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Guyana police can now respond with stun guns instead of real guns

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Guyana Chronicle – AMENDMENTS to the Police Act have now paved the way for members of the Guyana Police Force to use less lethal weapons such as pepper spray, tasers and stun guns when responding to certain cases where civilians physically and forcibly resist arrest.

The amendments – piloted on Monday by Minister of Home Affairs Robeson Benn – received support from members of the opposition, including former public security minister Khemraj Ramjattan.

The amended law also allows for ranks to be armed with other weapons such as nightsticks, batons, clubs and tear gas, as well as rubber-coated bullets and water cannons. 

These were all approved as part of ensuring a more staged response to crime, where lethal weapons would only be used in extreme life-threatening situations.

“We have seen these instances on Facebook and other places where persons have taken the resort of scuffling and even fighting with the police, resisting arrest,” Minister Benn highlighted during his presentation to the National Assembly.

He said the amended law will provide police officers with less lethal means of restraining civilians displaying such levels of aggression.

“We want to avoid the resort of having to go to the use of firearms,” Benn said, reminding that such provisions for use of less lethal weapons are not unique to Guyana. 

“These insertions were long in coming,” the minister noted.

Added to that, the 2021 Bill sought to delete an earlier amendment which empowered the Guyana Police Force to extract the deoxyribonucleic acid (DNA) information of a person kept in lawful police custody as yet another means of identification.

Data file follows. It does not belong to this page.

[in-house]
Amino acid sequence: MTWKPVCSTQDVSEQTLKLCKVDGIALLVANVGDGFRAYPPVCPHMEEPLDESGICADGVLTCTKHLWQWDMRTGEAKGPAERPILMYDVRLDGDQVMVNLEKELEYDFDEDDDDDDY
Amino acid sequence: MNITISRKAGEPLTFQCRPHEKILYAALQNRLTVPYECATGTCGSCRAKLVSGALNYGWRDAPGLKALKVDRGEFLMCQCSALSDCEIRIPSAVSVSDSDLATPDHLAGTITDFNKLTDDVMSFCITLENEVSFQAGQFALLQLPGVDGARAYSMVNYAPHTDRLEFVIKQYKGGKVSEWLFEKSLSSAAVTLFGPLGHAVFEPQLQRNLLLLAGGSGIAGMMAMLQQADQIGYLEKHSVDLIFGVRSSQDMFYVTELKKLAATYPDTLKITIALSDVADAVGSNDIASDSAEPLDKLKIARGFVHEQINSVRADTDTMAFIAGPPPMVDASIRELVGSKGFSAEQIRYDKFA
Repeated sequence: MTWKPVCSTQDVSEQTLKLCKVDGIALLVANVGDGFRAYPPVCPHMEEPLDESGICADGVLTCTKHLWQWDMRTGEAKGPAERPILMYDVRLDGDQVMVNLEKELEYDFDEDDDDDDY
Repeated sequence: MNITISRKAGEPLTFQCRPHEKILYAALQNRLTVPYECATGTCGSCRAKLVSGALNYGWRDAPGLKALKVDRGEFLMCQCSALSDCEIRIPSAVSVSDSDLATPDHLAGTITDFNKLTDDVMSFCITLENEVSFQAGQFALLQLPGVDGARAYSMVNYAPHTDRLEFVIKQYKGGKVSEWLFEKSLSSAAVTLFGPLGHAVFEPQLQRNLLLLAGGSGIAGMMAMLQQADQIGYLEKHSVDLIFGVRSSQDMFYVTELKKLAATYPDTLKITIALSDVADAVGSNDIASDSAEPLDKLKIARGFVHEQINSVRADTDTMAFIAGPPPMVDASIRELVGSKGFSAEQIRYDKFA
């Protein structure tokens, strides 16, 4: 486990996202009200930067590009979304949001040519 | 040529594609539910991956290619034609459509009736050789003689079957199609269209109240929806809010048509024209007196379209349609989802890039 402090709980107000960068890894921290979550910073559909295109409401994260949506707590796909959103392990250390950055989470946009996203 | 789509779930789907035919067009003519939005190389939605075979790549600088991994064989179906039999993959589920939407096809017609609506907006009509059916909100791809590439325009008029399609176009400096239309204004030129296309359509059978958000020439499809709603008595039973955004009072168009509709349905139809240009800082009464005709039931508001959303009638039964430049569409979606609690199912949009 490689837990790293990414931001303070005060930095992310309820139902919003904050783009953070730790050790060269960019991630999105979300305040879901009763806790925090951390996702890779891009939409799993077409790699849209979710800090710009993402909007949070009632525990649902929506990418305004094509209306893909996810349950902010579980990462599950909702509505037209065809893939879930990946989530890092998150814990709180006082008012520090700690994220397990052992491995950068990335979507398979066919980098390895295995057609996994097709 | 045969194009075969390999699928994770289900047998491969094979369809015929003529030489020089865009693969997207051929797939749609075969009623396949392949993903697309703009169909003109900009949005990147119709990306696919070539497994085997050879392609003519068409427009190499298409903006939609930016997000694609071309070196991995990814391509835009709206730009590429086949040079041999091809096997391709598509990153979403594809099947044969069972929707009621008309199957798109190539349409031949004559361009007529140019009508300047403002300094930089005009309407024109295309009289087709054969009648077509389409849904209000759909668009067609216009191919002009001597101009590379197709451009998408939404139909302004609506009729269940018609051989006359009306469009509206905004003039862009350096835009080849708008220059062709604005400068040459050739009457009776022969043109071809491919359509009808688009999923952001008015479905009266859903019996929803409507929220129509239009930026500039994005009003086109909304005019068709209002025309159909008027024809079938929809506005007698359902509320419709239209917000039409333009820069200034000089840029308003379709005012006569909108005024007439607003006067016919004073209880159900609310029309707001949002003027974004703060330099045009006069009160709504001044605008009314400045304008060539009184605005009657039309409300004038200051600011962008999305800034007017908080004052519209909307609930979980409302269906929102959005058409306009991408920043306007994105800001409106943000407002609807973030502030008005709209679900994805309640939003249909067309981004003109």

This was in addition to the police having approval to record a person’s measurements, their photograph and fingerprints as legitimate forms of identification.

Minister Benn said that even though the law was previously amended, it has now been found to be unnecessary. He said the decision was taken after some “due consideration” and “perhaps some criticisms too”.

In rising to make her contributions to the amendment bill, Opposition Member of Parliament Dawn Hastings-Williams said she and her colleagues on the opposing side of the House are in full support of the long-awaited amendments to the Police Act.

The former minister of State also agreed with Minister Benn that police officers need to be properly equipped to execute their functions. 

“We need our police officers to do their jobs in a peaceful manner, and that whatever is done to do arresting will be done with less harm, and to avoid the use of firearms,” Hastings-Williams said, as she acknowledged the fact that police officers are sometimes victims of harassment and abuse by civilians resisting arrest.

Similar support for the amendments were offered by former minister of public security, Khemraj Ramjattan and government Member of Parliament Sanjeev Datadin, both attorneys-at-law.

Nonetheless, now that the Bill to amend the Police Act has been passed in the National Assembly, it must now be assented to by President Dr. Irfaan Ali, so as to be effectively brought into the law.

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